ADDICTION ARTICLE:  10 Ways SMART Recovery Differs From 12-Step Programs | The Fix

The organization’s approach emphasizes a secular and scientifically-based modality which is attractive for people who do not connect with the spiritual aspect of 12-step.

Source: 10 Ways SMART Recovery Differs From 12-Step Programs | The Fix

 

I attempted SMART Recovery and I have similar thoughts to the author.

  • The availability of meetings here is Houston is minimal… last I checked, it was 3 weekly meetings compared to the dozen or so daily NA meetings.
  • I wasn’t too fond of the facilitator of the most convenient meeting to me… I don’t envy his recovery…
  • The rest of the group was fairly new to SMART and therefore, less experience for me to draw from.
  • They focus a lot on the on-line groups and messaging which doesn’t work for me… I need more human interaction/accountability.
  • I do like the “self-reliance” aspect of it… still struggling with God’s will vs. mine…
  • I like the scientific approach as well… CBT/REBT is well studied and I’ve been exposed to them since forever ago when I’ve seen therapists and been institutionalized…

I’m going to stick with NA/12-Step for now since I’ve never finished the steps and want to at least do that so I can really compare and know.  I do agree that there are many paths to recovery and it may take a hybrid approach for some people.  Maybe me…

International Overdose Awareness Day

International Overdose Awareness Day (IOAD) is a global event held on August 31st each year and aims to raise awareness of overdose and reduce the stigma of a drug-related death. It also acknowledges the grief felt by families and friends remembering those who have met with death or permanent injury as a result of drug overdose.

Syringe exchange program article I was involved with

The Open Aid Alliance handed out 96,996 syringes from the start of its syringe exchange program in June 2013 through the end of 2014.

Full article: missoulian.com

This is an article about Open Aid Alliance from April 2015 I ran across this morning.  I was the “Missoula man” mentioned in the article.

It seems like this was forever ago… had I been asked about this, my memory would have said this is from 4 years ago… the concept of time in my addiction is that I never had enough of it and I lost most of it…

While OAA has a great new space, they could still use your support if you’re looking for a great cause.

Christa Weathers, Executive Director of Open Aid Alliance

The Business of Recovery

As drug and alcohol addictions skyrocket, The Business of Recovery examines the untold billions that are being made off of families in crisis. With little regulation or science, the addiction treatment industry has become a cash cow business that continues to grow while the addiction death rates continue to rise.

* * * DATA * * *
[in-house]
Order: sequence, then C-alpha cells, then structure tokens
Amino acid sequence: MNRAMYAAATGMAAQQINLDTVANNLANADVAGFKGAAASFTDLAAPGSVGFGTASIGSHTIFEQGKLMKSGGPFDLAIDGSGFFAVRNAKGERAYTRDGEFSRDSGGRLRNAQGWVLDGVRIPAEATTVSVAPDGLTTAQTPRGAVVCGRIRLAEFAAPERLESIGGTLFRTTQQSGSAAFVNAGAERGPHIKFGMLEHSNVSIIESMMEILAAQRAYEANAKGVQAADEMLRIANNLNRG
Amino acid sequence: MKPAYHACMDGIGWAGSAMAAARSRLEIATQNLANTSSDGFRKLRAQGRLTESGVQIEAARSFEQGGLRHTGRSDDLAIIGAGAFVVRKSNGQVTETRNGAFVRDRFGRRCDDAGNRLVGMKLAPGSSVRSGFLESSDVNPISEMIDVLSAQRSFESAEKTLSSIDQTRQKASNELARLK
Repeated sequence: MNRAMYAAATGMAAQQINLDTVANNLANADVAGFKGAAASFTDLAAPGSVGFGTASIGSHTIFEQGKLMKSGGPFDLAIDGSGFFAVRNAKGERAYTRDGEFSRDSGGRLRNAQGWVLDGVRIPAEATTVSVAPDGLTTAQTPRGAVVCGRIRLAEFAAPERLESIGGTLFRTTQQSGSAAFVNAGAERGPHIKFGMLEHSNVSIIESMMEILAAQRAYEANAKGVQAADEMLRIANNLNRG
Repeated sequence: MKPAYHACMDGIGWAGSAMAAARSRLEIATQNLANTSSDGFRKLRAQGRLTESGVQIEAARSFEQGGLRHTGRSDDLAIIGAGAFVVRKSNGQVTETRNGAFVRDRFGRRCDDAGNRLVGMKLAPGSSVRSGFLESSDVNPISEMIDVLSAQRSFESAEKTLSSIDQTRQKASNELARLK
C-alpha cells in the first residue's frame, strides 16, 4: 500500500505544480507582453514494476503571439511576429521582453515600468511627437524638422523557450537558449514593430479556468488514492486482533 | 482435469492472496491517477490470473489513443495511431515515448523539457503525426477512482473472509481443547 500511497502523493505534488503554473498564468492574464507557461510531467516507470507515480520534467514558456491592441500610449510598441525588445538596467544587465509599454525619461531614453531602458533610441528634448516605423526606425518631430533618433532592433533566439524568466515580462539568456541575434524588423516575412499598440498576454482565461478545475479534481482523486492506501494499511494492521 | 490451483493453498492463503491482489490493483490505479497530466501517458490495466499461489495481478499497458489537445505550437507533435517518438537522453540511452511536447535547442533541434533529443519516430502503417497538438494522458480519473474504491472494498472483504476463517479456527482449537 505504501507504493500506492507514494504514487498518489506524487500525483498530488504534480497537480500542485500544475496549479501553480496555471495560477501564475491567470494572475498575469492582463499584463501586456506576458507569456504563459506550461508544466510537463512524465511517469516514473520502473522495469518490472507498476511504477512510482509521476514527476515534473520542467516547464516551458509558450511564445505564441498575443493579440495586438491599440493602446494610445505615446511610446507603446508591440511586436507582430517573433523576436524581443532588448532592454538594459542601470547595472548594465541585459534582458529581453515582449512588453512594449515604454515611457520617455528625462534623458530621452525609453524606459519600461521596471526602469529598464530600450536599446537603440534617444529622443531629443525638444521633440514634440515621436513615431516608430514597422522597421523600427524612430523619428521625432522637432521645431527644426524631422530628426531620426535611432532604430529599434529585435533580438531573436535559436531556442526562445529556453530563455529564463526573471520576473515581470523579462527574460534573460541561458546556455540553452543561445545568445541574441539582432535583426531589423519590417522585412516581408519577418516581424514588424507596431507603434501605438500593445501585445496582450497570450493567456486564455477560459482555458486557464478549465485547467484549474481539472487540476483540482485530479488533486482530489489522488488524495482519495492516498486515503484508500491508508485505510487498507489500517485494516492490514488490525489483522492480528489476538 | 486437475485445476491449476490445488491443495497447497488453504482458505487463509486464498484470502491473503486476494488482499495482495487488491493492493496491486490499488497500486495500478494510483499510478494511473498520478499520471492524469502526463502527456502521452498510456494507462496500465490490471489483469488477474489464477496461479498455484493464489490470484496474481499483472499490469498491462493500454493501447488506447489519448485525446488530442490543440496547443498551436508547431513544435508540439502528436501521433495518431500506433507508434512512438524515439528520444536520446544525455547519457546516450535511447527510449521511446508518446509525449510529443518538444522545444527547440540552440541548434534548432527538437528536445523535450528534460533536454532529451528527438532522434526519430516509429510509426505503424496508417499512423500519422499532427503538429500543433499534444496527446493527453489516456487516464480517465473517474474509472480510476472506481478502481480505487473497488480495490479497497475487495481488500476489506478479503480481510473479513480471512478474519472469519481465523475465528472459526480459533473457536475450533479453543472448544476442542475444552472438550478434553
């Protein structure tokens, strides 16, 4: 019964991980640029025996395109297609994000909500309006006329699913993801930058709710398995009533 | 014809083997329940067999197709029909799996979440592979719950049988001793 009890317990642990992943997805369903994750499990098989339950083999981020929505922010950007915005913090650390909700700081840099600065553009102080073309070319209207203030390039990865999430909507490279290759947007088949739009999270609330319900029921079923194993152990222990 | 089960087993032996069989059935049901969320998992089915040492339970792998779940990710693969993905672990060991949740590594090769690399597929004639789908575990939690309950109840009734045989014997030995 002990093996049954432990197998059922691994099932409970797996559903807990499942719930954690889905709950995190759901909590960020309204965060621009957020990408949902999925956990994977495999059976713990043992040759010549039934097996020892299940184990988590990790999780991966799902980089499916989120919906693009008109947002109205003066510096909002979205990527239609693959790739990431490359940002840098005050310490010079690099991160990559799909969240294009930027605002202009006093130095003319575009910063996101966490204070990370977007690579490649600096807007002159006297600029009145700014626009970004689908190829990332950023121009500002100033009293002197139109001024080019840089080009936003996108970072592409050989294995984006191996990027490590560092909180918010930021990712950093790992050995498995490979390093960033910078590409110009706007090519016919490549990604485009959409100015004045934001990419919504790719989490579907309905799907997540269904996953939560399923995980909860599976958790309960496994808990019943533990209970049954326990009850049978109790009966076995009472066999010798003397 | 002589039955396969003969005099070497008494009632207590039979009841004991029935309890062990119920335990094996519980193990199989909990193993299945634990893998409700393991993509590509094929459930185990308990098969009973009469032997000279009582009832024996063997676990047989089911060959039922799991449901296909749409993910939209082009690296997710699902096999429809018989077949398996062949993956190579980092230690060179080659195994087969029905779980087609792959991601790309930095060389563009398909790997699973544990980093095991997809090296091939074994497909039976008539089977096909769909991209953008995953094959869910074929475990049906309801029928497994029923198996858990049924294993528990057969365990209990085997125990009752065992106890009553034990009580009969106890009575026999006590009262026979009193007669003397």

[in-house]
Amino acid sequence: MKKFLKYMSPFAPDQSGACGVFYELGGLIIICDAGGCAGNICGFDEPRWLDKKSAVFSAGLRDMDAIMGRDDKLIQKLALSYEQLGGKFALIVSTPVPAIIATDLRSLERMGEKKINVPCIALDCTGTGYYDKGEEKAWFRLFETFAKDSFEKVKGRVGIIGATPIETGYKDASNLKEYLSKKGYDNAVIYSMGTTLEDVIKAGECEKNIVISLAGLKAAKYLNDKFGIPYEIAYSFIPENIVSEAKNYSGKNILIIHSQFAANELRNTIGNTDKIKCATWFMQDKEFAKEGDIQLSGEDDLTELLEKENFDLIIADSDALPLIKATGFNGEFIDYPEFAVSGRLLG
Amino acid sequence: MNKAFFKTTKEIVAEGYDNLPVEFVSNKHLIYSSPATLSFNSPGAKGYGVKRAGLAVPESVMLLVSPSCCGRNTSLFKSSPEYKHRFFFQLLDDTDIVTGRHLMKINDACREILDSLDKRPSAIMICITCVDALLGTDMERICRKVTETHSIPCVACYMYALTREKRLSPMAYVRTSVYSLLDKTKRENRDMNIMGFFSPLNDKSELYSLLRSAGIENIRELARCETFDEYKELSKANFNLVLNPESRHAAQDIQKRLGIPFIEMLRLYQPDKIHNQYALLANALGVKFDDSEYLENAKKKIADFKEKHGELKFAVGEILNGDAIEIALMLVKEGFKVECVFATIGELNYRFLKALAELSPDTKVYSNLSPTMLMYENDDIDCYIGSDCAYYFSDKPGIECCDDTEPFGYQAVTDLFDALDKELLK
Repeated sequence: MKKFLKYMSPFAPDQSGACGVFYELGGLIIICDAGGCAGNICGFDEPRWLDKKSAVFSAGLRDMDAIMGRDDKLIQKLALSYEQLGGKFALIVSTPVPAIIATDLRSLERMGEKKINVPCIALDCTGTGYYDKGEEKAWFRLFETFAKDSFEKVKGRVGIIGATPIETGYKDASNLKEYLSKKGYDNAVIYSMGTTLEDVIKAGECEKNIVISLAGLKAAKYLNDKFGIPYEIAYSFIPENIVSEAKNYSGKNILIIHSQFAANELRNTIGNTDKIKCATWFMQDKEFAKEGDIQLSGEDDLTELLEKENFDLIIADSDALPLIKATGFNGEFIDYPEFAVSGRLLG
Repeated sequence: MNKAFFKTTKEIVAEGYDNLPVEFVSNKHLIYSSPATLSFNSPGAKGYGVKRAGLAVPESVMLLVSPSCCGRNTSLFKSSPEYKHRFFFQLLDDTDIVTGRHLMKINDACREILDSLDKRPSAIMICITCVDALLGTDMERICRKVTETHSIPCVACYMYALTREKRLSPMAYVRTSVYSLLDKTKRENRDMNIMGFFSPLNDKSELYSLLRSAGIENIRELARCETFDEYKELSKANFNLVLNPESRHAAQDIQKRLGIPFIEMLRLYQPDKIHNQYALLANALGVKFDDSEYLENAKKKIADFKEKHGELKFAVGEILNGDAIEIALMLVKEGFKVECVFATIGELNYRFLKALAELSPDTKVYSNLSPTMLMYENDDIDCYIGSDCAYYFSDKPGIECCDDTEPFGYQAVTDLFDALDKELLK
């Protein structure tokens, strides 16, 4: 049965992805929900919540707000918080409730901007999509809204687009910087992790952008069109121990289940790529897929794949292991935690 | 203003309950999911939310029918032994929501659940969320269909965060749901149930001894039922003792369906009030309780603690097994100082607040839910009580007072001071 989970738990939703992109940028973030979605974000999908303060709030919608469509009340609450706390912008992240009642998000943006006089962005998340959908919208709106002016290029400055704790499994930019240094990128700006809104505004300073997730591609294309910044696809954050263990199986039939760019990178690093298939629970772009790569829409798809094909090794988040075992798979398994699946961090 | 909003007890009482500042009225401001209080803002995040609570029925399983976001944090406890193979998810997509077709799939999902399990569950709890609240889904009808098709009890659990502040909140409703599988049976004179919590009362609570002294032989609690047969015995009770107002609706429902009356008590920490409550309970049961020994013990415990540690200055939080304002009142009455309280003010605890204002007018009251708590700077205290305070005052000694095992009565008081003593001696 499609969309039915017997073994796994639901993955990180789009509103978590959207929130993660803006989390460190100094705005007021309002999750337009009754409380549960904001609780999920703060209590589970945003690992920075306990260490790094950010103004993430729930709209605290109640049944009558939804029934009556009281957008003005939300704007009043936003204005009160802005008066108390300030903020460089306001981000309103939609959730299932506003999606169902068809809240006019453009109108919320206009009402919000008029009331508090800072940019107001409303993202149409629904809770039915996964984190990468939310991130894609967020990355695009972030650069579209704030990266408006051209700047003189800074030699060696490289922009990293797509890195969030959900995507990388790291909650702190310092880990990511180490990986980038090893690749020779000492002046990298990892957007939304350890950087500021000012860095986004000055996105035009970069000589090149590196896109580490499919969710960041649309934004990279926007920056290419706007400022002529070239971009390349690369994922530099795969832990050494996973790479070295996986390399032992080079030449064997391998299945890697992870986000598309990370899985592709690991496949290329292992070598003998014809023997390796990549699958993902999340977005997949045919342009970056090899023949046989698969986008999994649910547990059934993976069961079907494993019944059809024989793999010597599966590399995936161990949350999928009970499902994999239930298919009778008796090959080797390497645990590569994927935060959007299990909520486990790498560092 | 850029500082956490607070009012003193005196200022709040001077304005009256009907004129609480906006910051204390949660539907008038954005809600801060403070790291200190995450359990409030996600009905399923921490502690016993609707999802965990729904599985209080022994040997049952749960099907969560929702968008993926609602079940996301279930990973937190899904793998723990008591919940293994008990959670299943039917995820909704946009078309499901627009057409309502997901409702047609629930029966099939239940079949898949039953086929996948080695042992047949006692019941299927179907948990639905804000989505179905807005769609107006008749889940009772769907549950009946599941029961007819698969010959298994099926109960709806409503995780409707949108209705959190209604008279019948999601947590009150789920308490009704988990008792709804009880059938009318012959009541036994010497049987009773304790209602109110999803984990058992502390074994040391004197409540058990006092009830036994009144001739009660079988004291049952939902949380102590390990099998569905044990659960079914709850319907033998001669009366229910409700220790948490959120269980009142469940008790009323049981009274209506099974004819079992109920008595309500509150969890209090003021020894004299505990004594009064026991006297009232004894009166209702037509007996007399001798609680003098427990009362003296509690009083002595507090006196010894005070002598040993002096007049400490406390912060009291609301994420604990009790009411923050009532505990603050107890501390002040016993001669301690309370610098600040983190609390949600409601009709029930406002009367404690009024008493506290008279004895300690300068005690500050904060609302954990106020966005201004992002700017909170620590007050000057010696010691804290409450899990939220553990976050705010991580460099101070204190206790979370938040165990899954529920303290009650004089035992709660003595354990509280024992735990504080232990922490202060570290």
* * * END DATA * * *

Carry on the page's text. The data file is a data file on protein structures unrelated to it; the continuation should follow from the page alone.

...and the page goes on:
Through unique access to internationally recognized treatment facilities, as well as emotional stories of addicts and their families, the film reveals how the treatment industry in the United States preys on addicts with little more than promises of hope and a huge bill.

The film challenges us to reconsider our assumptions about treating addiction and the human cost we will pay by allowing the industry to continue business as usual.

Source: The Business of Recovery

I’ve always hated the costs of rehab compared to the level of help you get.  In the few rehabs I’ve been in, patients compared price per day for staying like it was a badge of honor, but we all knew the costs were never justified…

I was required to take yoga every morning… my instructor was whatever video I found on YouTube.

I had to do a morning meditation and mindfulness session… from someone making minimum wage reading off something they found on the internet or from playing a .99 cent app on their iPhone.

I could go on and on… I have resentments against the institutions no doubt, but I’m not the only one who thinks they’re not in for the recovery of the patients… billing insurance is easy and big business…

A “Death Sentence” for People Who Use Drugs

Our single most vital tool for ending the overdose crisis isn’t naloxone, or buprenorphine, or syringe exchange – it’s Medicaid. Medicaid is the most important source of health care financing and delivery for people who use drugs. It’s the crucial cornerstone to reinventing a system to deliver harm reduction, mental health, and recovery supports; treat hepatitis C and HIV; and build out supportive housing, diversion, and reentry programs to keep people safe from harm.

Source: A “Death Sentence” for People Who Use Drugs

NA Speaker Tape

I needed this one today… it really reinforced the notion that it’s my program and I need to do it for me and if it takes N+i years (where = any number and i = infinity), then so be it… if I’m going to do it (recovery), I’ll do it… and guilt and shame on how quickly it should be done/by which method are not motivating factors… whether the guilt and shame are external or internal, real or imagined.

I relate to the drinking but really wanting to use… how I really have a problem with feelings… the distractions of relationships… pressures of life… envy and anger…

Today… currently… I don’t know how much I want to do this… this being recovery.  Hmmm… I want to be clean, but it’s the recovery that scares me.  It’s the mental health issues… the reasons why… the history… the secrets… telling the truth.

I do know that using will make things worse and I’ll be more miserable than even my most worst days clean… I have my really terrible, shitty and all the way down there moments… the question my sanity/reasons for doing what I’m doing… but I’m not making it worse by using.

Fuck, you could sum it up as having hope… hope and potential for better.